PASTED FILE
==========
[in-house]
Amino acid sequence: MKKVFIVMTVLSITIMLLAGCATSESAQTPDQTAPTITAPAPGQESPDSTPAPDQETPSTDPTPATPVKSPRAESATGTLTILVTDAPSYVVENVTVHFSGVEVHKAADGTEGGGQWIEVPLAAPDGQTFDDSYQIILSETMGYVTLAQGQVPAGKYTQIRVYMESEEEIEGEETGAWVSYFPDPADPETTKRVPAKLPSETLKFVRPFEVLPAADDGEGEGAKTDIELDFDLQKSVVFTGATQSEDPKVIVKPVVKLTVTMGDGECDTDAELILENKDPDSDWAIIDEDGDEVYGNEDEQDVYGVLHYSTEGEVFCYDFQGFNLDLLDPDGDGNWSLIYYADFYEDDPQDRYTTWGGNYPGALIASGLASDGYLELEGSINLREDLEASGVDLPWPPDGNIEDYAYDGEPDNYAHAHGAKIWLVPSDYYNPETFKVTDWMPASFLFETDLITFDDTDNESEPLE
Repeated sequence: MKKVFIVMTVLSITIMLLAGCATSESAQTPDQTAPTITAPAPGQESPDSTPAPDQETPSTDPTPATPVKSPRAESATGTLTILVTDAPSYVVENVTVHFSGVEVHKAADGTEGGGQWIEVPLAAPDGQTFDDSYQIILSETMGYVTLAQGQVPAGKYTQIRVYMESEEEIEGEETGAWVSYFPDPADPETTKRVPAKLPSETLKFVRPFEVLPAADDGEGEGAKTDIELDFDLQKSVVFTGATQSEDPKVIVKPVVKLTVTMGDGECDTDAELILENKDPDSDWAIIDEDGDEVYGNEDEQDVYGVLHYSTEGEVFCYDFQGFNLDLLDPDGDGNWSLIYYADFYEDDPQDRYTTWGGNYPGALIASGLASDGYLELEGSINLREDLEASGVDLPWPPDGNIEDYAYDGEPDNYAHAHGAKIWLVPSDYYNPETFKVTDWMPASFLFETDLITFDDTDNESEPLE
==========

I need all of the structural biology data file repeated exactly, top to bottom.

[in-house]
Amino acid sequence: MKKVFIVMTVLSITIMLLAGCATSESAQTPDQTAPTITAPAPGQESPDSTPAPDQETPSTDPTPATPVKSPRAESATGTLTILVTDAPSYVVENVTVHFSGVEVHKAADGTEGGGQWIEVPLAAPDGQTFDDSYQIILSETMGYVTLAQGQVPAGKYTQIRVYMESEEEIEGEETGAWVSYFPDPADPETTKRVPAKLPSETLKFVRPFEVLPAADDGEGEGAKTDIELDFDLQKSVVFTGATQSEDPKVIVKPVVKLTVTMGDGECDTDAELILENKDPDSDWAIIDEDGDEVYGNEDEQDVYGVLHYSTEGEVFCYDFQGFNLDLLDPDGDGNWSLIYYADFYEDDPQDRYTTWGGNYPGALIASGLASDGYLELEGSINLREDLEASGVDLPWPPDGNIEDYAYDGEPDNYAHAHGAKIWLVPSDYYNPETFKVTDWMPASFLFETDLITFDDTDNESEPLE
Repeated sequence: MKKVFIVMTVLSITIMLLAGCATSESAQTPDQTAPTITAPAPGQESPDSTPAPDQETPSTDPTPATPVKSPRAESATGTLTILVTDAPSYVVENVTVHFSGVEVHKAADGTEGGGQWIEVPLAAPDGQTFDDSYQIILSETMGYVTLAQGQVPAGKYTQIRVYMESEEEIEGEETGAWVSYFPDPADPETTKRVPAKLPSETLKFVRPFEVLPAADDGEGEGAKTDIELDFDLQKSVVFTGATQSEDPKVIVKPVVKLTVTMGDGECDTDAELILENKDPDSDWAIIDEDGDEVYGNEDEQDVYGVLHYSTEGEVFCYDFQGFNLDLLDPDGDGNWSLIYYADFYEDDPQDRYTTWGGNYPGALIASGLASDGYLELEGSINLREDLEASGVDLPWPPDGNIEDYAYDGEPDNYAHAHGAKIWLVPSDYYNPETFKVTDWMPASFLFETDLITFDDTDNESEPLE